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Eye and Face Protection
In a previous post, a New Jersey workers’ compensation attorney discussed Occupational Safety and Health Administration (OSHA) regulations concerning the proper training and use of personal protective equipment such as eye and face protection. Employers who do not adhere to these guidelines may be subject to OSHA penalties and be liable for workers’ compensation judgments if any employees are injured in the workplace. Here are some more guidelines regarding eye and face protection:
Employers should be prepared for the possibility of eye injuries. Emergency eyewashes should be placed in all hazardous areas, and first-aid instructions should be clearly and visibly posted near potential areas of danger. Employees must be able to locate eyewash stations, even with limited vision.
Eye and face protection equipment must adhere to certain national standards, but at a minimum, the equipment must provide adequate protection, be reasonably comfortable, fit snugly and not hinder the movements of the wearer, be able to be disinfected and cleaned, and be clearly marked to identify the manufacturer of the equipment.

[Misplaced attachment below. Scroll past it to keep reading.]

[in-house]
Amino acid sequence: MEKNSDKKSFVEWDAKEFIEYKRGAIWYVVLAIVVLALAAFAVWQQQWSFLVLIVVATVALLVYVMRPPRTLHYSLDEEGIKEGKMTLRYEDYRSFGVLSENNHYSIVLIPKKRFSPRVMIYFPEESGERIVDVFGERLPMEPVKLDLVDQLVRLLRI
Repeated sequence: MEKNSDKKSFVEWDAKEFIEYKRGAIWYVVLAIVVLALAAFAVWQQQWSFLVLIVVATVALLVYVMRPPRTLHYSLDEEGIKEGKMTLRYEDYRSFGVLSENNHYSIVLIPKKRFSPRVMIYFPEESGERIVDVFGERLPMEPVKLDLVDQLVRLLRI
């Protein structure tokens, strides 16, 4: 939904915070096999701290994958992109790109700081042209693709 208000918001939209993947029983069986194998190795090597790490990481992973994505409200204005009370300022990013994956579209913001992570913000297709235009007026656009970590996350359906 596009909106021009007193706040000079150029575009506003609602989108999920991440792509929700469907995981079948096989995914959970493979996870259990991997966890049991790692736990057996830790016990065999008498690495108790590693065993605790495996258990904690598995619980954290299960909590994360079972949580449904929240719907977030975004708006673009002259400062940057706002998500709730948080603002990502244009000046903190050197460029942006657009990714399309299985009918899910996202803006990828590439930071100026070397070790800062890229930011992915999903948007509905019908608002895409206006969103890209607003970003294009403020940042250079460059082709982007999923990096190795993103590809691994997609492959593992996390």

Employees must know how to properly care for and maintain the personal protective equipment. This means that they must be maintained in a sanitary condition and kept free of structural or optical defects. Pitted or deeply scratched lenses are unsafe and prone to breaking and should be avoided. Employees who use protective equipment for extended periods of time should know how to clean and disinfect it regularly and disinfect a given piece before issuing it to another employee.
If you have further questions about eye protection in your workplace, contact experienced New Jersey workers’ compensation attorney Dan T. Matrafajlo for a free initial consultation.